Thankfully, I’m blessed with some remarkable friends. One such compadre is David Cairns, a man I’ve admired from my baby steps at the House of Shields to the James Browning at Madrone Art Bar. Love is a depressingly shallow word for what I have for David, the George Harrison to my Monty Python. He saved my life (no exaggeration). Funny, yesterday he stated that he was a “business man” and that my work was his “investment”. Now I shall work even harder to warrant such generosity. Those who know gasp at that idea; I’m a tireless servant to San Francisco Bay Area comedy. Personally, any other life is a not a life worth living.
Thank you. Love you. Laugh you.
P.S. When you see David Cairns ( @davidcairns ), give him a big hug on behalf of Courting Comedy.
10 DAYS FROM MY SHOW AT THE PURPLE ONION: 0 tickets sold. I have people claiming they are going to come but I’m not sure about a few of them. I have a lot of broke/young friends. I still have a lot of people to ask and enough leeway for them to say yes. When money and tickets start exchanging, then I’ll be a little more at ease.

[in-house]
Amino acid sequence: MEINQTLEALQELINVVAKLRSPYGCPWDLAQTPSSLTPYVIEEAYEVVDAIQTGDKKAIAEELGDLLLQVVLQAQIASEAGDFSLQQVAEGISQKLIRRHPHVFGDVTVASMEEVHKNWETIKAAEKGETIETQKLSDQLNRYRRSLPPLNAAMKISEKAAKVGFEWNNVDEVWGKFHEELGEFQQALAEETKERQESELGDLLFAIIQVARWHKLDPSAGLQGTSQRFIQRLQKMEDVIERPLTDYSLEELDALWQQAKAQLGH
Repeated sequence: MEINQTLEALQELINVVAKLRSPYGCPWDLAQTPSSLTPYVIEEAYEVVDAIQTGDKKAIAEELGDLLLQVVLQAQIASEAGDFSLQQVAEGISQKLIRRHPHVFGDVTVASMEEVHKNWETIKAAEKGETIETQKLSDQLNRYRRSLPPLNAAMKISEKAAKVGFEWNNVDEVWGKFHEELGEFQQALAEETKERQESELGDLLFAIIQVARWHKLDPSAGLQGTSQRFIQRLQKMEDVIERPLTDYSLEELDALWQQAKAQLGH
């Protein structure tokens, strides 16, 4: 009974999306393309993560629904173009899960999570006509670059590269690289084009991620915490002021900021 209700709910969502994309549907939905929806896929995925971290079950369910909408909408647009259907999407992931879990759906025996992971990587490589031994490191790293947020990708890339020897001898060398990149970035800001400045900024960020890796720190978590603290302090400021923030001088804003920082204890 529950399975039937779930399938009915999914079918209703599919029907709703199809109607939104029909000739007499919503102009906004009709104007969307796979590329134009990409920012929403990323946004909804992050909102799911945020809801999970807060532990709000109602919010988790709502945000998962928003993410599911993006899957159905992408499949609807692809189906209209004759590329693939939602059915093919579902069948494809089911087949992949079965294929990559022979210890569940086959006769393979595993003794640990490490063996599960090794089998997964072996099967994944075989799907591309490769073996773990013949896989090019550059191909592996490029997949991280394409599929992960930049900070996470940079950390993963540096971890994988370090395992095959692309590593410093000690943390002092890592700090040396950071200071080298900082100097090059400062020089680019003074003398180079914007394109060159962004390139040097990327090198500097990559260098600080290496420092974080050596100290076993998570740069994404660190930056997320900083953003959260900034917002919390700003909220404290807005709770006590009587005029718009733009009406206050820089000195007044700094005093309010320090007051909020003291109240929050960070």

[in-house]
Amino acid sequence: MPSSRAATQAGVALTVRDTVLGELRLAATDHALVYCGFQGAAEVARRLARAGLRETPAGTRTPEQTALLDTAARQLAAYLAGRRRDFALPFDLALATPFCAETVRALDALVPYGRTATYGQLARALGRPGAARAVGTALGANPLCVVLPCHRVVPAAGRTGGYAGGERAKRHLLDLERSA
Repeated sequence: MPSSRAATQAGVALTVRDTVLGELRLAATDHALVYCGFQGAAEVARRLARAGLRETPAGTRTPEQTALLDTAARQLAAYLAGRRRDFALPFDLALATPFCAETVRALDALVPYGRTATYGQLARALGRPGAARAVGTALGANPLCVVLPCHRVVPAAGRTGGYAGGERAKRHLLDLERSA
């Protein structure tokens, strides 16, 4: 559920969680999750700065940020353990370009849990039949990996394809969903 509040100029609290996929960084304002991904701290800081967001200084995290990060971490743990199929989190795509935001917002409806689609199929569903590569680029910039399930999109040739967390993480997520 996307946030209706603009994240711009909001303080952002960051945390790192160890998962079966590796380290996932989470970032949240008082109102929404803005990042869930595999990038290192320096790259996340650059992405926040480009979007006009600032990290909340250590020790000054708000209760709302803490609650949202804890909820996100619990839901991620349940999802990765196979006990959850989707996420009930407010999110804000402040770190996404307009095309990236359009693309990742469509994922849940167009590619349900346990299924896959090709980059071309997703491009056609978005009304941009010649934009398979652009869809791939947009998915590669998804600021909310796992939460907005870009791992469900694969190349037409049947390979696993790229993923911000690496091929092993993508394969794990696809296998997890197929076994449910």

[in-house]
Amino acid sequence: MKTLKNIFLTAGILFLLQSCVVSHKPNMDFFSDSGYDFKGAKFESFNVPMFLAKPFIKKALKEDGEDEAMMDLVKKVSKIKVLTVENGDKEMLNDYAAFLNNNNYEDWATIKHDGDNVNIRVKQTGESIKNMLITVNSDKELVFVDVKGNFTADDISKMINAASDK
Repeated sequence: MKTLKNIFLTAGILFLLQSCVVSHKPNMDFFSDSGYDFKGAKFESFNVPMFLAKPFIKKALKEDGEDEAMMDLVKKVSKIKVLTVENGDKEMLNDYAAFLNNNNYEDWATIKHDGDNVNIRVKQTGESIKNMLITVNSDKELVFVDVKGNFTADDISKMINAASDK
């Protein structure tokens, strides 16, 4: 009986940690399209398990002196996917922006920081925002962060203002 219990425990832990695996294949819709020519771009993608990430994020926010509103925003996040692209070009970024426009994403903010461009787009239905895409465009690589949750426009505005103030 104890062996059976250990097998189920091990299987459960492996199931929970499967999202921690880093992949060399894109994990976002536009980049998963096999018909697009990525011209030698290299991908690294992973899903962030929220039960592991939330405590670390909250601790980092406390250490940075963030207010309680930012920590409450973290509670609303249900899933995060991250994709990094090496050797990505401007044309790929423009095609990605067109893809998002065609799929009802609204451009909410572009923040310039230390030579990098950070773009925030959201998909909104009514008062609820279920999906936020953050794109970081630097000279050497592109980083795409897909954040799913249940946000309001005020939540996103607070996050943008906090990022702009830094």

My problem has been a combination of preoccupation and a fever to write. I’ve been hustling this new bit I started writing when Jabari gave me the show date and I’ve been keeping up with the scene on here. Thus a lot of time inside and not enough on the street rallying like I want to. That will change soon though.
I think what’s bringing me down a bit about the show is that my mom said she wasn’t going to be there. My mom has been to a few of my shows before but this is the big one. I can’t even pretend I’m not bummed by her absence, I do/did most things in my life with my mom in mind. Just wish she could see the hard work I’ve been putting in.